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Reading Classics Together: The Bruised Reed (V)
May 13, 2010
Today we continue reading through Richard Sibbes’ classic work The Bruised Reed. This is, of course, part of the Reading Classics Together program in which we read some of the classic books of the Christian faith and discuss them together.
Our reading for this week comprised two chapters, as usual, with the first of these, “Duties and Discouragements” just packed with great content from beginning to end. In this chapter Sibbes seeks to address whether or not we ought to consider performing Christian duties when our hearts are completely averse to them. Not surprisingly he says that we should and offers several reasons that this is so:
- Our hearts of themselves are reluctant to give up their liberty and are only brought under the yoke of duty with great difficulty. Corruption grows where duty is neglected.
- As we set about duty, God strengthens the influence that he has in us.
- Obedience is most direct when there is nothing else to sweeten the action.
- What is won as a spoil from our corruptions will have as great a degree in comfort afterwards as it has of obstruction for the present (which is to say that reward follows work).
Having affirmed that we are to continue to serve even through discouragements and through times when duty by far overwhelms delight, he offers wisdom on overcoming discouragements. In just a few words he offers great wisdom and comfort:
If God brings us into the trial he will be with us in the trial, and at length bring us out, more refined. We shall lose nothing but dross (Zech. 13:9). From our own strength we cannot bear the least trouble, but by the Spirit’s assistance we can bear the greatest. The Spirit will add his shoulders to help us to bear our infirmities. The Lord will give his hand to heave us up (Psa. 37:24).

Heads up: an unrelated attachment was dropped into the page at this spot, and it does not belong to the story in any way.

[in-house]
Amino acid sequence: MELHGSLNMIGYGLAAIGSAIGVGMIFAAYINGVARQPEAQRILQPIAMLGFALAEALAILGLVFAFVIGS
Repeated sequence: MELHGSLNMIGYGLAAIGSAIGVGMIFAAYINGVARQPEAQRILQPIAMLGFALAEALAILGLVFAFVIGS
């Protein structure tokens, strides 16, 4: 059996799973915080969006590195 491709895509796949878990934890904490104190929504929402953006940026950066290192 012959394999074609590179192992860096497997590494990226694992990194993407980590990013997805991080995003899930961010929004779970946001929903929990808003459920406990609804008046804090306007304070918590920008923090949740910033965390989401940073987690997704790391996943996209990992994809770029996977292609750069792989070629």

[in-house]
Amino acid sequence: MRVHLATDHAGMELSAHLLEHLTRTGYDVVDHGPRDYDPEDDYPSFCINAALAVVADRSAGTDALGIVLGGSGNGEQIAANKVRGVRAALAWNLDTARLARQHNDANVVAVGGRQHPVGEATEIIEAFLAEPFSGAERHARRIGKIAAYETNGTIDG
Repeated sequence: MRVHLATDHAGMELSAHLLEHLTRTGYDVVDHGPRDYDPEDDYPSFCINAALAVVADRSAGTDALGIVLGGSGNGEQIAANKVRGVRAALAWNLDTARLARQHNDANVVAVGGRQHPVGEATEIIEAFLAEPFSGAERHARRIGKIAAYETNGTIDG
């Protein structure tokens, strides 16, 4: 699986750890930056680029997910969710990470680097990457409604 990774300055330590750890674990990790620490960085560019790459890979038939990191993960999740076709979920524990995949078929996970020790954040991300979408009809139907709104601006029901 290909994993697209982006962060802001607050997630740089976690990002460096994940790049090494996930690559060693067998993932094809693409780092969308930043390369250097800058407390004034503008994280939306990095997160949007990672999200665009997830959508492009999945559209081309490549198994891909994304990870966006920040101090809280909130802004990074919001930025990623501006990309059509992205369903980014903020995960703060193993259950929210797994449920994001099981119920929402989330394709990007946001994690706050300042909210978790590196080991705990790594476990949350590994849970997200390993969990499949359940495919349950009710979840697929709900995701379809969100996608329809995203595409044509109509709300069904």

He swings briefly to the Lord’s Supper saying “it was ordained not for angels, but for men; and not for perfect men, but for weak men; and not for Christ, who is truth itself, to bind him, but because we are ready, by reason of our guilty and unbelieving hearts, to call truth itself into question. Therefore it was not enough for his goodness to leave us many precious promises, but he gives us confirming tokens to strengthen us.”
Next he turns to the source of discouragements and teaches that discouragements do not come from the Father, the Son or the Spirit. And that being the case, they must “come from ourselves and from Satan, who labors to fasten on us a loathing of duty.” So it is Satan and our corrupt inner man that keep us from performing our Christian duties and, prior to that, even desiring to perform such duties.
After this he teaches what weaknesses can and cannot accomplish in the life of the Christian. He shows that weaknesses do not break covenant with God, that they do not debar the Christian from mercy and that if Christ should not be merciful to our weaknesses, he should not have a people to serve him. And yet he offers an important warning: